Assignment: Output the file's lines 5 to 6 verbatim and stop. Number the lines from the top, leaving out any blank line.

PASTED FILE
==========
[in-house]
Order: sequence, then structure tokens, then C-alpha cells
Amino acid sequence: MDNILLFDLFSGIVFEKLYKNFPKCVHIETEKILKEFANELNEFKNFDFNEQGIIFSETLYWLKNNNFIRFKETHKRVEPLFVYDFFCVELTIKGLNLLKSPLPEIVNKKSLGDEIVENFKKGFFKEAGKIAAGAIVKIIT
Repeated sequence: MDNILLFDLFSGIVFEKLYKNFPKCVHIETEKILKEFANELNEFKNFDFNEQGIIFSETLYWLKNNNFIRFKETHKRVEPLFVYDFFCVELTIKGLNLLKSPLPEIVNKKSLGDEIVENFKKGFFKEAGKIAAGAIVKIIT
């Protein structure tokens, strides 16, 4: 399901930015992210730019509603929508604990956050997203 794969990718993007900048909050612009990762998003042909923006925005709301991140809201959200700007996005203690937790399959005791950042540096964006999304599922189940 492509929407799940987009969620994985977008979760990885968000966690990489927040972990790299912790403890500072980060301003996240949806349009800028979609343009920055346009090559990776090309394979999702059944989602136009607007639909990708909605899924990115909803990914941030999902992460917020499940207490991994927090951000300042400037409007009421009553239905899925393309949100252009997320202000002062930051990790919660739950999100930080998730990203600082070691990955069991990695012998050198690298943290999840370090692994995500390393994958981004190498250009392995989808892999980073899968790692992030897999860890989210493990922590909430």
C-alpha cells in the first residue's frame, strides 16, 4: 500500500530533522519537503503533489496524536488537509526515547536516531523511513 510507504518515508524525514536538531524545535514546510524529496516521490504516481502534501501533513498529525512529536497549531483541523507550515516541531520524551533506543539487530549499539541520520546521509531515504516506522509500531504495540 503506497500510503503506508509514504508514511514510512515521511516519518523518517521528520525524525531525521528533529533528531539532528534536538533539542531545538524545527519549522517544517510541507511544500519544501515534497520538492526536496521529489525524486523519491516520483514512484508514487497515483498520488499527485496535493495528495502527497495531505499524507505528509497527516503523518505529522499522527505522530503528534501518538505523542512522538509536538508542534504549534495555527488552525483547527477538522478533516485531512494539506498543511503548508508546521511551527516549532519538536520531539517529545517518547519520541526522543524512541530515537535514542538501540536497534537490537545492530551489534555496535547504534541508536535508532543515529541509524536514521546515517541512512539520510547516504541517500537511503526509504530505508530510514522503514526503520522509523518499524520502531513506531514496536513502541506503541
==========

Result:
């Protein structure tokens, strides 16, 4: 399901930015992210730019509603929508604990956050997203 794969990718993007900048909050612009990762998003042909923006925005709301991140809201959200700007996005203690937790399959005791950042540096964006999304599922189940 492509929407799940987009969620994985977008979760990885968000966690990489927040972990790299912790403890500072980060301003996240949806349009800028979609343009920055346009090559990776090309394979999702059944989602136009607007639909990708909605899924990115909803990914941030999902992460917020499940207490991994927090951000300042400037409007009421009553239905899925393309949100252009997320202000002062930051990790919660739950999100930080998730990203600082070691990955069991990695012998050198690298943290999840370090692994995500390393994958981004190498250009392995989808892999980073899968790692992030897999860890989210493990922590909430």
C-alpha cells in the first residue's frame, strides 16, 4: 500500500530533522519537503503533489496524536488537509526515547536516531523511513 510507504518515508524525514536538531524545535514546510524529496516521490504516481502534501501533513498529525512529536497549531483541523507550515516541531520524551533506543539487530549499539541520520546521509531515504516506522509500531504495540 503506497500510503503506508509514504508514511514510512515521511516519518523518517521528520525524525531525521528533529533528531539532528534536538533539542531545538524545527519549522517544517510541507511544500519544501515534497520538492526536496521529489525524486523519491516520483514512484508514487497515483498520488499527485496535493495528495502527497495531505499524507505528509497527516503523518505529522499522527505522530503528534501518538505523542512522538509536538508542534504549534495555527488552525483547527477538522478533516485531512494539506498543511503548508508546521511551527516549532519538536520531539517529545517518547519520541526522543524512541530515537535514542538501540536497534537490537545492530551489534555496535547504534541508536535508532543515529541509524536514521546515517541512512539520510547516504541517500537511503526509504530505508530510514522503514526503520522509523518499524520502531513506531514496536513502541506503541